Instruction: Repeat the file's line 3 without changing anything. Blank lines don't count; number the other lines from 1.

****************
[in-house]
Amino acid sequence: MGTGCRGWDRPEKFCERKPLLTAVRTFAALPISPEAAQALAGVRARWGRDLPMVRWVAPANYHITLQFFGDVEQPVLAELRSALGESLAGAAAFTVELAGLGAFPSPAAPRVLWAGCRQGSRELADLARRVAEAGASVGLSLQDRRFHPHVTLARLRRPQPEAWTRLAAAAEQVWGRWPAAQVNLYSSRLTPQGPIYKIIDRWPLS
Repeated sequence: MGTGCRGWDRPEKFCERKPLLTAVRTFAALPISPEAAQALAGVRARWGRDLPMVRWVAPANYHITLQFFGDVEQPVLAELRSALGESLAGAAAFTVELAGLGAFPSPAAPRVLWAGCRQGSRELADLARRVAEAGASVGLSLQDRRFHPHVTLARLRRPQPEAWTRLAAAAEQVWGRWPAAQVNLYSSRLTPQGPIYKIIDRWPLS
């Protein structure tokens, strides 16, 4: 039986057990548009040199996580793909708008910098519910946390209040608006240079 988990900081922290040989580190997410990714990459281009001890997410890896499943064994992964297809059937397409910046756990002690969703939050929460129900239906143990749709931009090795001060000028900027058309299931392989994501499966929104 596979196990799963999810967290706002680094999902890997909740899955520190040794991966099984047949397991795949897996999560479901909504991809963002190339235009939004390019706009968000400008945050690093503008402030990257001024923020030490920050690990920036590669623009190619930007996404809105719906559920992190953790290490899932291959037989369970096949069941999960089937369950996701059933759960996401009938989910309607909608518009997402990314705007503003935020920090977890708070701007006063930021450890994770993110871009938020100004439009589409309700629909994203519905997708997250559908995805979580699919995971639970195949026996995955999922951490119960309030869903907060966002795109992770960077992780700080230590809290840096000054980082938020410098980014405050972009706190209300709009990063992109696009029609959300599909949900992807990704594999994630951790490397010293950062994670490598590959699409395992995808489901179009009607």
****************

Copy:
Repeated sequence: MGTGCRGWDRPEKFCERKPLLTAVRTFAALPISPEAAQALAGVRARWGRDLPMVRWVAPANYHITLQFFGDVEQPVLAELRSALGESLAGAAAFTVELAGLGAFPSPAAPRVLWAGCRQGSRELADLARRVAEAGASVGLSLQDRRFHPHVTLARLRRPQPEAWTRLAAAAEQVWGRWPAAQVNLYSSRLTPQGPIYKIIDRWPLS